Theodore William Schultz  Biography - Nobel Prize Winner (1979)


Theodore William Schultz (April 30, 1902 – February 26, 1998) was the 1979 winner (jointly with Arthur Lewis) of the Bank of Sweden Prize.

He was born in Arlington, South Dakota, enrolled in South Dakota State College in 1921 to study agriculture, and entered the University of Wisconsin in 1924, studying economics.

He later taught at Iowa State College, and moved to the University of Chicago in 1943. He later became president of the American Economic Association. He was awarded his Nobel prize jointly with Arthur Lewis in 1979. He died in 1998.

His contributions
Schultz was awarded the Bank of Sweden Prize for his work in development economics, focusing on the economics of agriculture. He analysed the role of agriculture within the economy, and his work has had far reaching implications on industrialisation policy, both in developing and developed nations. Schultz also promulgated the idea of educational capital, an offshoot of the concept of human capital, relating specifically to the investments made in education.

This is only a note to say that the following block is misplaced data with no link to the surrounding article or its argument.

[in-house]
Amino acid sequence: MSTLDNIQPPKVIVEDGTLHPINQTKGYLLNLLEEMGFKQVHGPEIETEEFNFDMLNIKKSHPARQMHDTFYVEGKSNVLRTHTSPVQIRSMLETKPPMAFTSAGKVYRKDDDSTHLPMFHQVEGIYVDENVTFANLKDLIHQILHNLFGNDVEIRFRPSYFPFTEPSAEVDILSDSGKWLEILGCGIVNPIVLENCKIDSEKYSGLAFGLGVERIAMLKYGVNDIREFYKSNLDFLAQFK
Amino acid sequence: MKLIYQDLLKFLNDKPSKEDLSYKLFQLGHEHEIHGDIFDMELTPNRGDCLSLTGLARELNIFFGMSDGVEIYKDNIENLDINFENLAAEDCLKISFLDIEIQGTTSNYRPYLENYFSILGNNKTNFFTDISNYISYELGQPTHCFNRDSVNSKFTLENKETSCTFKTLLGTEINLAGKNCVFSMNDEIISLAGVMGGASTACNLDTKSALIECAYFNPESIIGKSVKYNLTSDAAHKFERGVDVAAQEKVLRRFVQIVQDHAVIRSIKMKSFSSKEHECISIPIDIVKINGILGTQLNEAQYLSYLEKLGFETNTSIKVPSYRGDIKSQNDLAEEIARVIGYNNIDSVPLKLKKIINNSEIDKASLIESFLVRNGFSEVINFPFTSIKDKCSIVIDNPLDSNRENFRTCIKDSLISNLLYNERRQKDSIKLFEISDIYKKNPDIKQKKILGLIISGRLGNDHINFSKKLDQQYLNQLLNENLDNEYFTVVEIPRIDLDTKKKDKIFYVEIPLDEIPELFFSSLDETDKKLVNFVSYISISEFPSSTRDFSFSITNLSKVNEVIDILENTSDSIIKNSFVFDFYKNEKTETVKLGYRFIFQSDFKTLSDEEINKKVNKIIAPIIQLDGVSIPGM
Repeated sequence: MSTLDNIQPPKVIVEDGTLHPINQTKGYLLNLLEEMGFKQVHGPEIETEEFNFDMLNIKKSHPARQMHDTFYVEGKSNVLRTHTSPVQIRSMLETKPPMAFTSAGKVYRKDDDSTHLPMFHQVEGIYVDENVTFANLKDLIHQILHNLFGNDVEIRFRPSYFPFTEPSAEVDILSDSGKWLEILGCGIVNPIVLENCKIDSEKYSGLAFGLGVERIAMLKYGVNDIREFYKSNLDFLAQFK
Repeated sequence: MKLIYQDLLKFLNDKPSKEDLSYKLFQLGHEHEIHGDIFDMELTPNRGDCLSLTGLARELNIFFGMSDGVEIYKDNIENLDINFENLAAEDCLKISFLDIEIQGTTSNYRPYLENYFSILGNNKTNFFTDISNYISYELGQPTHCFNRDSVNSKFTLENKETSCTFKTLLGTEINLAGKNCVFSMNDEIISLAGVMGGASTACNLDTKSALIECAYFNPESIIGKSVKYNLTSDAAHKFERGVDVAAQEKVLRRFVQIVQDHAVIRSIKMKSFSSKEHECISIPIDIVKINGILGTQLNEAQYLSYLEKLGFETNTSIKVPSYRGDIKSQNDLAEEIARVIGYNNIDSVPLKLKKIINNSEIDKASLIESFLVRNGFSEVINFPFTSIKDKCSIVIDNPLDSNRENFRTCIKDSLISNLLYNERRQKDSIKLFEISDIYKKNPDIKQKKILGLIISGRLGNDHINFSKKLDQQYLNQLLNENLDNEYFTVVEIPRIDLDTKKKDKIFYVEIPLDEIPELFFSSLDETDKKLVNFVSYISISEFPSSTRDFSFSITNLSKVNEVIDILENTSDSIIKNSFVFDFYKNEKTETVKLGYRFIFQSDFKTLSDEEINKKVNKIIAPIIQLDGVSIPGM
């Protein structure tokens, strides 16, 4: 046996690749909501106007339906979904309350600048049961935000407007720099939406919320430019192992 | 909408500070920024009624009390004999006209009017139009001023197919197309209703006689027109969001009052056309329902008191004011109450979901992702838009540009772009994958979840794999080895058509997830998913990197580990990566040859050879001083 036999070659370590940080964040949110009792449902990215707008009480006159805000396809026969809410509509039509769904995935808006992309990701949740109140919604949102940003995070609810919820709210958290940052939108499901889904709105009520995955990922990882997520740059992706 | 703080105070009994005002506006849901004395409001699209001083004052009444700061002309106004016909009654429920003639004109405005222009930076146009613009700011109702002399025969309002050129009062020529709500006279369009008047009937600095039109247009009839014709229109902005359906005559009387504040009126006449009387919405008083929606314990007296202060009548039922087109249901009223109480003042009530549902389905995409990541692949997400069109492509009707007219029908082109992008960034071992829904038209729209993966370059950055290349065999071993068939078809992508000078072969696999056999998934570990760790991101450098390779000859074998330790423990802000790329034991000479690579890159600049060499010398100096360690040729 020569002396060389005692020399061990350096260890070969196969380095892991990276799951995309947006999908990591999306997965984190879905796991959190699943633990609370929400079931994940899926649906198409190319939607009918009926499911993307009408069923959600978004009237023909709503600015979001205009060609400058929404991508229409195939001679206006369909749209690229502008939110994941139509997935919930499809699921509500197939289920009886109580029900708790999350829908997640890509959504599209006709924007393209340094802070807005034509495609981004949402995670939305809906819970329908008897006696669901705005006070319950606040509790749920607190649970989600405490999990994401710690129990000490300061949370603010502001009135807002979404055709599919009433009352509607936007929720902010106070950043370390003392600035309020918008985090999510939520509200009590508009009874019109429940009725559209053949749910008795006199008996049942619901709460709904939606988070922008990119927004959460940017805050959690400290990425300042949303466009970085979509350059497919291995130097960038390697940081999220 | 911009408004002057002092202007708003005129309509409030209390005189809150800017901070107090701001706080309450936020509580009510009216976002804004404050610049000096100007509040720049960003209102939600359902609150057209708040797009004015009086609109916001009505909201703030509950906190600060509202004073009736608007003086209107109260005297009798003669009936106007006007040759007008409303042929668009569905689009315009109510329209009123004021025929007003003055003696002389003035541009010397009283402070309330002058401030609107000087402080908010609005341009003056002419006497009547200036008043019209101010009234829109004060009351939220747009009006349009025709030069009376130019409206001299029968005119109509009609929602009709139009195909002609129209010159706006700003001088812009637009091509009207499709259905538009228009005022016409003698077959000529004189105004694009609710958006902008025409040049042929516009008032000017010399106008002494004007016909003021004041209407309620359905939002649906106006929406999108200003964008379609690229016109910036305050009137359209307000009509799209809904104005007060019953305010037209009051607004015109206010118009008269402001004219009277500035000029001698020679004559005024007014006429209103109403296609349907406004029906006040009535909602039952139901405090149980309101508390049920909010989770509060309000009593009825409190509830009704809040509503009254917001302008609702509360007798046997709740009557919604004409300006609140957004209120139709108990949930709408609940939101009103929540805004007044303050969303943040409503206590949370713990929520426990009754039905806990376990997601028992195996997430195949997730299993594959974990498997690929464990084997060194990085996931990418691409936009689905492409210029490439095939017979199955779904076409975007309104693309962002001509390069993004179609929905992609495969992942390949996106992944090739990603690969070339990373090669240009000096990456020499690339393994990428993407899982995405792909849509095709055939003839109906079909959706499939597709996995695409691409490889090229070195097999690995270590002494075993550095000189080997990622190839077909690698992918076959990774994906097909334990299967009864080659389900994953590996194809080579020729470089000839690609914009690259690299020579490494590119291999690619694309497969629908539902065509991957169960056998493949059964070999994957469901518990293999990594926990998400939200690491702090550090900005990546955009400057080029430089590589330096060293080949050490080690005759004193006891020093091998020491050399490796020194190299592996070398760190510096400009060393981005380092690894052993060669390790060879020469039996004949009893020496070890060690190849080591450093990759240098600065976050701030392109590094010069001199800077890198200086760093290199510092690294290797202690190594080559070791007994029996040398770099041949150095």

Schultz researched into why post-World War II Germany and Japan recovered, at almost miraculous speeds from the wide-spread devastation. Contrast this with the United Kingdom which was still rationing food long after the war. His conclusion was that the speed of recovery was due to a healthy and highly educated population; education makes people productive and good healthcare keeps the education investment around and able to produce. One of his main contributions was later called Human Capital Theory, and inspired a lot of work in international development in the 1980s, motivating investments in vocational and technical education by Bretton Woods System International Financial Institutions such as the IMF and the World Bank.

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